Trending: Days With the Manta Rays: Where to Learn to Freedive

Upon certification, guests can explore Fiji’s clear waters and see coral reefs and colorful angel, nemo and parrot fish, turtles, dolphins and reef sharks. From May through October, guests can also freedive with the island’s famous 2,000-pound manta rays with wingspans stretching up to 20 feet.

In the Maldives, Hideaway Beach Resort & Spa (rooms from $567) offers P.A.D.I. freediving classes at its dive center (from $210). Graduates can dive into Dhonakulhi Island’s reef channel, home to exotic sea life, and 48 nearby dive sites including one known as the Aquarium, where they can spot moray eels, lion fish and seasonal manta rays, and Mathi Faru, known for its octopus, sting ray and leaf fish species.

Four Seasons Resort Maldives at Landaa Giraavaru arranges for guests to shadow a manta ray scientist for a day, freediving with marine biologists from the Manta Trust on board a research vessel. (Room rates from $1,400, plus taxes and fees.) From June to the beginning of November, lunar tides and monsoons increase plankton levels in areas of the Baa Atoll Unesco World Biosphere Reserve, attracting manta rays, whale sharks and other sizable fish. Freedivers learn to improve their diving technique while taking identification photos and helping record environmental information essential to manta ray conservation.

For freedivers willing to brave colder waters, Nimmo Bay Wilderness Resort in Great Bear Rainforest in British Columbia, Canada, takes guests on guided ocean freedives to see box crabs, starfish and edible sea urchins. The resort also offers alpine lake freediving; traveling by helicopter, divers can immerse themselves in pristine glacial lakes to see huge underwater cliffs. Wilderness and wildlife freediving packages start at $3,645 and include accommodations, meals, floatplane transfers and some excursions. Freediving certification is an additional $1,000, based on a group of five.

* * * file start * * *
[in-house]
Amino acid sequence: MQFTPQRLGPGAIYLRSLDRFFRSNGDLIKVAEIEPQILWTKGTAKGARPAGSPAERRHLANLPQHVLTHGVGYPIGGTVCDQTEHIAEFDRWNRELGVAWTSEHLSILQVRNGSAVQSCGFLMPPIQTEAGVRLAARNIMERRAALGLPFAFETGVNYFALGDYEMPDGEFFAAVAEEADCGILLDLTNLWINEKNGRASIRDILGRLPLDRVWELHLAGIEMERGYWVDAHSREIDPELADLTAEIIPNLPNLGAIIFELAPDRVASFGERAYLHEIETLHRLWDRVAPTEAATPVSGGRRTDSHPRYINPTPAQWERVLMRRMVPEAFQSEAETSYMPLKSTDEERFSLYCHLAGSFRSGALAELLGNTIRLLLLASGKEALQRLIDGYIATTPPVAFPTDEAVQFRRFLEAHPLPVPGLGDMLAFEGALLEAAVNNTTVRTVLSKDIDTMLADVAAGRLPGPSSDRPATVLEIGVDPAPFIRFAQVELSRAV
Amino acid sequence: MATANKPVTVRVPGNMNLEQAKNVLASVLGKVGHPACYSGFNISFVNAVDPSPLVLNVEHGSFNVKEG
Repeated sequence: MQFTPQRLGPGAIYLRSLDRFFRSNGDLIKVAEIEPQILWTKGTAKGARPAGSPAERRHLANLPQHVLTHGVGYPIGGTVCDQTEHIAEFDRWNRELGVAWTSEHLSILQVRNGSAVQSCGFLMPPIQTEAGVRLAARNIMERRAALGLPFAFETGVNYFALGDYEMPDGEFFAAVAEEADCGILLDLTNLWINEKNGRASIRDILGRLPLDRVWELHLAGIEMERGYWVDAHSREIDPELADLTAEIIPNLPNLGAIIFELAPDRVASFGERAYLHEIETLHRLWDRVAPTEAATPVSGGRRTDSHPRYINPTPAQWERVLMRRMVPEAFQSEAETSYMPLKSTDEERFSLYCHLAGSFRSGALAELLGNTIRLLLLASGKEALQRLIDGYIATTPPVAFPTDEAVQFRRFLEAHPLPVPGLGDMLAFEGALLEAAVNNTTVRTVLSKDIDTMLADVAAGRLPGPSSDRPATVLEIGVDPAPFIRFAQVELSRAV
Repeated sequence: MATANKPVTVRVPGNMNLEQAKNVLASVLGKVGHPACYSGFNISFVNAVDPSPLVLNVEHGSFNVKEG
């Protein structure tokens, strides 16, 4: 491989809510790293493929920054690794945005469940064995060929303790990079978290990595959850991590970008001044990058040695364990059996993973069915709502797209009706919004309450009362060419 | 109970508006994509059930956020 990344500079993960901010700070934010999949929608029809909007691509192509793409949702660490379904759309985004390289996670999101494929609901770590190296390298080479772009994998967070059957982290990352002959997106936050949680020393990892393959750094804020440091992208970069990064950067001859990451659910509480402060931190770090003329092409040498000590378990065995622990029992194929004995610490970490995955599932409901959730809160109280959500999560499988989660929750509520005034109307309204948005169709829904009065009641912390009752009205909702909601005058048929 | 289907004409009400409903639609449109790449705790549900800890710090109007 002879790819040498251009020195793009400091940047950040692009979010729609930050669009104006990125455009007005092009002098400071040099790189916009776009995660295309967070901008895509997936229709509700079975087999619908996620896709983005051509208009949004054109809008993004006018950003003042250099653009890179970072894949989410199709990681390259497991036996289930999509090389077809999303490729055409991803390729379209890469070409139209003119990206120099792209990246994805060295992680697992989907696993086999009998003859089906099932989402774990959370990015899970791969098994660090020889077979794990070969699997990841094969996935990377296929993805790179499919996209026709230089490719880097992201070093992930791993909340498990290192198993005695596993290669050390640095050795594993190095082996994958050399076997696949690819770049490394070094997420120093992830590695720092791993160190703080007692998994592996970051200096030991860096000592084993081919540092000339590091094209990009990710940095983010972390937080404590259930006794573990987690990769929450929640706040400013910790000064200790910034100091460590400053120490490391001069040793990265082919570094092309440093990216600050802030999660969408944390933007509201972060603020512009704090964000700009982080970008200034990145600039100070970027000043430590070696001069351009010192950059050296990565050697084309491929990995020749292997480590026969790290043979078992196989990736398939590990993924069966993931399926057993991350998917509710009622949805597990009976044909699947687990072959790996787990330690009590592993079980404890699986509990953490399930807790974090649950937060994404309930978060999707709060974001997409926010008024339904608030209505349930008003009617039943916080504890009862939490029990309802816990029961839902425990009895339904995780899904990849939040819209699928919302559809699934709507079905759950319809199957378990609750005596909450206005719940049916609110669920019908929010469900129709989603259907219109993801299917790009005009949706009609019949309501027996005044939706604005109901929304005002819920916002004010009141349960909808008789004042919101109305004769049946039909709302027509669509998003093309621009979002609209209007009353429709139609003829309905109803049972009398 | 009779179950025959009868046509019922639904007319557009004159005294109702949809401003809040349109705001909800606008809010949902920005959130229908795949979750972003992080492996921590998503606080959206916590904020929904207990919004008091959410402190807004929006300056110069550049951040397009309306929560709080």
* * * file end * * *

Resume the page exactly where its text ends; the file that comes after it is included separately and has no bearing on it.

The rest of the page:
Joseph Donne, a dive instructor, encourages anyone interested in the aquatic realm to learn to freedive because it’s a skill that can be used anytime, anywhere. “Another good reason,” he added, “is that the breathing and relaxation techniques are also highly beneficial when applied to life outside the water.”

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